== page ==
James Caverly & Andrew Morrill
Feb 11 & 12 2022
IN RESIDENCE: November 16, 2021- February 14, 2022
Jake and Tim are Deaf roommates in the city. Jake is a pessimistic account manager for a video-relay service company. Tim survives on a part-time gig as an ASL teacher, constantly hustling for free stuff. One morning, a heated argument unfolds in the kitchen– who’s turn is it to throw out the trash? As their argument escalates, they get a glimpse into their lives as two Deaf individuals navigating a world that’s not made for them. Throughout the course of the play, the audience weighs their opinions and ultimately decides which roommate deserves to throw out the trash.
Feb 11 & 12 (invite only)
LENGTH OF SHOW: 60 minutes
At IRT:154 Christopher st. NYC #3B (third floor)
Performed in American Sign Language with English Open Caption.
Playwright: James Caverly & Andrew Morrill
Director: Michelle Banks
Actors: James Caverly, Treshelle Edmond, Dickie Hearts, Chris Ogren and Andrew Morrill
Producer: Kori Rushton
Production Manager: Meghan McVann
James Caverly is a theatre actor, director, playwright, and Director of Artistic Sign Language. He has performed on Children of a Lesser God at Studio 54. Regional credits include: Huntington Theatre Co., Berkeley Repertory Theatre, Studio Theatre, Kitchen Theatre Company, and SpeakEasy Stage Co. He has directed works for Gallaudet University, Kent State University, New York Deaf Theatre, and Mosaic Theatre Co. His written works, A Better Place, Surprise Guest, and See/Hear/Speak No Beast have been produced at Deaf Austin Theatre, Deaf Spotlight, and Kent State University, respectively. He also appeared in Hulu’s Only Murders In The Building and NBC’s Chicago Med (season 4).
Andrew Morrill is a MFA Acting candidate at University of Illinois Urbana-Champaign. He is a theatre actor, filmmaker, and teacher. He spent his time in Washington, DC and New York doing various devised pieces and workshops including Quid Pro Quo (Mosaic Theatre Company), Seven Stages (dog & pony DC), The Music Man (Olney Theatre Center). New York credit: Dancing Girl (sheNYCArts). His selected credits include Titus Andronicus (Illinois Theatre), Hit the Wall (Illinois Theatre) and Cloud Nine (Gallaudet Theatre).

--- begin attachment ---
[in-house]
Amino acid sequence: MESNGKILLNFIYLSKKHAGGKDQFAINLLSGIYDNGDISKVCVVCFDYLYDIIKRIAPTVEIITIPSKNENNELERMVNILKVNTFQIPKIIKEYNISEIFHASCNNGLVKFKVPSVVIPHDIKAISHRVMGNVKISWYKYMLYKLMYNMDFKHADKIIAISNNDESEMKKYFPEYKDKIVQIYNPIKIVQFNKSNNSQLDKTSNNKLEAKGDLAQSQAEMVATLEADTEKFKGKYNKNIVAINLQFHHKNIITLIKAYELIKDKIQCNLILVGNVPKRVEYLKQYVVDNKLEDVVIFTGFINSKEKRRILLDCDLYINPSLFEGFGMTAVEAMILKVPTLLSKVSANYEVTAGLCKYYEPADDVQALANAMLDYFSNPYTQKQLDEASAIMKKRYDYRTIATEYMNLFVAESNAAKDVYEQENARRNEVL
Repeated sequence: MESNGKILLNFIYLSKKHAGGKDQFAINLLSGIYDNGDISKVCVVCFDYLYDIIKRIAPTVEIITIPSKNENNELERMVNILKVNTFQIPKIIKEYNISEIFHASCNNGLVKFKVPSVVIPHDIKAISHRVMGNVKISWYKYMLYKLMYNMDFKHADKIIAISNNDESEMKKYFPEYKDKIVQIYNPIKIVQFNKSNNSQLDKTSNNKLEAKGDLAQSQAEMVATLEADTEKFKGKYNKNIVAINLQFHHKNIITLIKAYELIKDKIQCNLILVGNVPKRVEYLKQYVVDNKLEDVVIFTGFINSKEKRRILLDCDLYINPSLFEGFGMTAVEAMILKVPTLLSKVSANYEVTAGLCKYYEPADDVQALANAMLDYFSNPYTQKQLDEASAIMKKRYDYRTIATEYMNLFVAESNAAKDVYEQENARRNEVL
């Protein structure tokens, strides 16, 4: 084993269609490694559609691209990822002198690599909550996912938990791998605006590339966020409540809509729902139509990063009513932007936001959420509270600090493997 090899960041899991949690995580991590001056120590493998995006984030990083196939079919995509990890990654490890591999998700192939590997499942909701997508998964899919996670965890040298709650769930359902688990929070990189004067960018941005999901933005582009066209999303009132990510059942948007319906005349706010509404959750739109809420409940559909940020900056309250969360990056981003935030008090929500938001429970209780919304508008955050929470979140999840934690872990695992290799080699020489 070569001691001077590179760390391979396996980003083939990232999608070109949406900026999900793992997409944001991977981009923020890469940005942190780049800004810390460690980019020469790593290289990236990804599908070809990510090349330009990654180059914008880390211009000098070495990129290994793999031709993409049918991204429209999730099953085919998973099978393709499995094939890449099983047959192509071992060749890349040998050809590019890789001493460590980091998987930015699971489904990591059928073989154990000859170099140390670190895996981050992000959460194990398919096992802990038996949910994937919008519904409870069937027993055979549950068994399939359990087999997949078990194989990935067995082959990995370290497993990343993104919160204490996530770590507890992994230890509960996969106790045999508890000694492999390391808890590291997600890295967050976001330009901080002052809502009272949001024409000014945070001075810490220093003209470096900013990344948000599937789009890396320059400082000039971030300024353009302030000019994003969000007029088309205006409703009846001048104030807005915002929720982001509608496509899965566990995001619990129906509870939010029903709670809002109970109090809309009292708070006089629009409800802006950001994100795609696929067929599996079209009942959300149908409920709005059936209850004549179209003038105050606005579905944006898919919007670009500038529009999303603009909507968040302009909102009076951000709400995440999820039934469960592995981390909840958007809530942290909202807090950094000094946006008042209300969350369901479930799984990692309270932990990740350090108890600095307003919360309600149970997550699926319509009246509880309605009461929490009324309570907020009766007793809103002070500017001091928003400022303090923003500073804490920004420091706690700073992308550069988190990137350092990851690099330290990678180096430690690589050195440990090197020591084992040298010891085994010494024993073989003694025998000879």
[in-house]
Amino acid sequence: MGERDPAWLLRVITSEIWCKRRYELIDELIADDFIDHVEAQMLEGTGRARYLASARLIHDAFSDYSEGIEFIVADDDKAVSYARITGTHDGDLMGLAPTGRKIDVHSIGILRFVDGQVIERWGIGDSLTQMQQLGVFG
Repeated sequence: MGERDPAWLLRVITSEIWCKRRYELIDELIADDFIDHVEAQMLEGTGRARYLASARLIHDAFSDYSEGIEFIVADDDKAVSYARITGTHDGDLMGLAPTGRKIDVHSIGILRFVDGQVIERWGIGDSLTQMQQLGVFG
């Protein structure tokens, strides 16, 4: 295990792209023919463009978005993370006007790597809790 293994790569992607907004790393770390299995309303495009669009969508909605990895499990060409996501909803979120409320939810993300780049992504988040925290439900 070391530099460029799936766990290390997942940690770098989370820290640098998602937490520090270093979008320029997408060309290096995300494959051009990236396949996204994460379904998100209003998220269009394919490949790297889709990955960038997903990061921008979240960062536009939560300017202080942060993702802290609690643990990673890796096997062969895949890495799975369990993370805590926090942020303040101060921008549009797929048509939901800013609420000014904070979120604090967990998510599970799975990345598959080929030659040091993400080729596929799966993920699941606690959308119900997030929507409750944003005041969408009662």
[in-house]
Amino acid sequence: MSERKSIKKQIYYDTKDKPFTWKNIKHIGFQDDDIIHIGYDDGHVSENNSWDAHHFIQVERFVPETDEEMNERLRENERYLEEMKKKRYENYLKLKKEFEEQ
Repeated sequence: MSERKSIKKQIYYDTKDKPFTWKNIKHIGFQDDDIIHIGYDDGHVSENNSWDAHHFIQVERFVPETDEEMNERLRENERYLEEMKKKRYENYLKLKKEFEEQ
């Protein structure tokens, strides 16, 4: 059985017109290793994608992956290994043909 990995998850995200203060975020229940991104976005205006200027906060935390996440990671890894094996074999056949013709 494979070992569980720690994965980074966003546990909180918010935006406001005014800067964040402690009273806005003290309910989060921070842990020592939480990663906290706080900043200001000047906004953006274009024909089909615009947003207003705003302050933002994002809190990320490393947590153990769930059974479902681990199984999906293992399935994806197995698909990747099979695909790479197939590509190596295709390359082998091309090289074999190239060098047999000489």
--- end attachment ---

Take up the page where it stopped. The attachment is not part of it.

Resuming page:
Michelle A. Banks is an award-winning actress, writer, director, producer, motivational speaker, and teacher. She has taught deaf, hard of hearing, and hearing children K-12 for over 30 years in performing arts and American Sign Language (ASL). Former Artistic Director of Onyx Theatre Company for over 11 years in NYC. Her other achievements include the 2017 recipient of Gallaudet University’s Laurent Clerc Award; the 2002 recipient of the Christopher Reeve Acting Scholarship; an Individual Achievement Award from the National Council on Communicative Disorders; a featured article in the February 1998 issue of ESSENCE magazine. Her acting appearances include SOLE (T.V. Pilot), THE C.A. LYONS PROJECT (Alliance Theatre), SOUL FOOD (Showtime Series), STRONG MEDICINE (Lifetime), GIRLFRIENDS (UPN), COMPENSATION (Independent Film), FOR GIRLS WHO CONSIDERED SUICIDE WHEN RAINBOW IS ENUF) (NY & LA) and BIG RIVER (Mark Taper Forum & Ford Theater). Michelle’s most recent directing credits: ISM, WHACKED!, A Sneak Peek of A RAISIN IN THE SUN (short film), Gallaudet University’s A RAISIN IN THE SUN, LOOK THROUGH MY EYES, SILENT SCREAM, Z: A CHRISTMAS STORY, WHAT IT’S LIKE? (One Man Show) and IN SIGHT AND SOUND: DE(A)F POETRY I, II, & III. Currently, Michelle Banks is the Artistic Director of Visionaries of the Creative Arts (VOCA) – www.visionariesofthecreativearts.org.
IRT Theater is a grassroots laboratory for independent theater and performance in New York City, providing space and support to a new generation of artists. Tucked away in the old Archive Building in Greenwich Village, IRT’s mission is to build a community of emerging and established artists by creating a home for the development and presentation of new work.
TRASH was originally developed through IRT’s Residency Program & JACK Labs. This program is supported, in part, by public funds from the New York City Department of Cultural Affairs in Partnership with the City Council, New York State Council on the Arts, support for captioning and ASL interpretation provided in part through funding from Access A.R.T./New York, a program of the Alliance of Resident Theatres/New York (A.R.T./New York)